A creative team needs to iterate quickly, which means presenting work early and often. As Catmull says, “No Pixar movie ever started out as funny, heartfelt, and well-written as what we see in theaters. In fact, many of them were complete disasters at the start.”
Keep communication lines open
In Catmull’s early years at Pixar, he felt an “open door policy” was a bold move that would give him access to anyone with an issue that he could help solve quickly. But he soon realized that no one ever reached out to him and the only thing that did work was his actively seeking out problems in open-ended 1-on-1 sessions. That’s where he’d get honest feedback and could spot any early warning signs of problems on the horizon.
Another pitfall was relying on hierarchies and process, in which lower-level employees who had an issue could speak only with their immediate supervisors, who were supposed to elevate it up the chain of command and across the team. “Anyone should be able to talk to anyone else, at any level, at any time, without fear of reprimand,” he writes. “We had made the mistake of confusing the communication structure with the organizational structure.”
Communication and the exchange of ideas needs to be unhindered for a team to be successful. Eventually, Pixar changed its culture to one where people in different departments saw themselves as peers, because they could connect with one another freely and often.
“Anyone should be able to talk to anyone else, at any level, at any time, without fear of reprimand.”
More open communication led to a desire to provide ongoing learning opportunities for employees at all levels through Pixar University. Every employee at Pixar from top to bottom can take classes in their own field (or other fields) to help develop their careers however they see fit.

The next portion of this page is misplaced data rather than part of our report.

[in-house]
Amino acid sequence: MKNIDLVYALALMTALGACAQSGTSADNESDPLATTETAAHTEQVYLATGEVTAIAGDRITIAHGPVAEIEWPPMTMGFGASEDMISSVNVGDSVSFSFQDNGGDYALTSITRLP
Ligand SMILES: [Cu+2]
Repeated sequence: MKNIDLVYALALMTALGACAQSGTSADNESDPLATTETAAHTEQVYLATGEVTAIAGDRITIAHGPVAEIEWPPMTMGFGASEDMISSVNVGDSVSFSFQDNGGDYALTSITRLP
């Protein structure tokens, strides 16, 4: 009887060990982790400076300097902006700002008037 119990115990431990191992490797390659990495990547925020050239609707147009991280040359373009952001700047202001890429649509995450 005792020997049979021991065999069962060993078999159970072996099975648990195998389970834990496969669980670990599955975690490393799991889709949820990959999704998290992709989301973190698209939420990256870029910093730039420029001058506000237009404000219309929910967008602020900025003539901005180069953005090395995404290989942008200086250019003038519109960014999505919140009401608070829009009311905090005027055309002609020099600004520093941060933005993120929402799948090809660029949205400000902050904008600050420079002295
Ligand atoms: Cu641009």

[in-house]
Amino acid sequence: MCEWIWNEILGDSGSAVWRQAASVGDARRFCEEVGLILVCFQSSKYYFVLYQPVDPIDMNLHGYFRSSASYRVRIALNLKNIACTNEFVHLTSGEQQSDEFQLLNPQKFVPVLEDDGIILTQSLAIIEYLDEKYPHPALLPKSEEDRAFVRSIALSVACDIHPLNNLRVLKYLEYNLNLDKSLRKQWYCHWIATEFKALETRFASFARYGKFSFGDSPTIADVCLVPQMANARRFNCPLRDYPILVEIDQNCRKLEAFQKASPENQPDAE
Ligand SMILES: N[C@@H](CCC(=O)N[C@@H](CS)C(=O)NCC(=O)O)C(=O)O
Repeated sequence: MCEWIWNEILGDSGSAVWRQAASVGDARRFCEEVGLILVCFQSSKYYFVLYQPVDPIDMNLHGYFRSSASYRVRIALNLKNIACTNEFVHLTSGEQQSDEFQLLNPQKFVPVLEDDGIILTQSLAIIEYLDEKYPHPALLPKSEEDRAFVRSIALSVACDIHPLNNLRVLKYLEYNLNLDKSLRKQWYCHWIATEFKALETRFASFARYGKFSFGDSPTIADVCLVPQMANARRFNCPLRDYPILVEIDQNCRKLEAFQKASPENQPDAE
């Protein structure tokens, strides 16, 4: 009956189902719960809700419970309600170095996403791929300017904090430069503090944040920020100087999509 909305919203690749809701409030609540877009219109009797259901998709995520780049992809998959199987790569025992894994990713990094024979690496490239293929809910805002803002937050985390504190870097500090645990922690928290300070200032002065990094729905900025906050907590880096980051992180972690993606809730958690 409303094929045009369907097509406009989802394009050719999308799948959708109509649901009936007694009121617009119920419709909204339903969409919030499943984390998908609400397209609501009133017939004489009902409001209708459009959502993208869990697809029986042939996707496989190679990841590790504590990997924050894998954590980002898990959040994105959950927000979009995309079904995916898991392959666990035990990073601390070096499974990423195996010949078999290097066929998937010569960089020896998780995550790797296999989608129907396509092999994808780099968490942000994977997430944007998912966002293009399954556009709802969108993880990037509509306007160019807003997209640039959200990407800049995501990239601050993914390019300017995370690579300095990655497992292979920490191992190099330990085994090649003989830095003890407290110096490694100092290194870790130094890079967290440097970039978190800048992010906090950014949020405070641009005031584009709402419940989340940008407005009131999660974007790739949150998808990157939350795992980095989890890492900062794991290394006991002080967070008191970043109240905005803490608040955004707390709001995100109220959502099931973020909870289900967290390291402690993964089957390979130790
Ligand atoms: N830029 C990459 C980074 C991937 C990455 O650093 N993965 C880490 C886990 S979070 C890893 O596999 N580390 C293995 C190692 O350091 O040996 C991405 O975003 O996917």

Great ideas can come from anywhere
“If there are people in your organization who feel they are not free to suggest ideas, you lose,” Catmull writes. “Do not discount ideas from unexpected sources. Inspiration can, and does, come from anywhere.”
To help staff and ideas grow, Pixar runs on a steady diet of daily review meetings, 1:1s, postmortems when projects are complete, extensive research trips before creating each film, and its ambitious Notes Day.
On Notes Day, Pixar shuts down all work for a day to facilitate brainstorming sessions throughout the entire company, where anyone can suggest new ways of working and solutions to current problems.
“If there are people in your organization who feel they are not free to suggest ideas, you lose. Do not discount ideas from unexpected sources. Inspiration can, and does, come from anywhere.”
Slack has followed Pixar’s lead on this. We threw our own version that we called Mission Control Day and wrote up ideas on how to host your own.
Our piece on how to run your own internal requests channel details another way to foster ideas from anyone inside a company.
Leadership is about protecting, serving, and developing others
The job of a manager, Catmull writes, is about supporting others, not seeking the spotlight.
His advice: Work hard to bring out the best in everyone while being on the lookout for any problems getting in the way of the goal. “My job as a manager is to create a fertile environment,” he writes, “keep it healthy, and watch for the things that undermine it.”
Excited to hear more lessons from Ed Catmull? See him, along with dozens of other speakers, at Slack’s Frontiers conference in San Francisco on Sept. 5 and 6.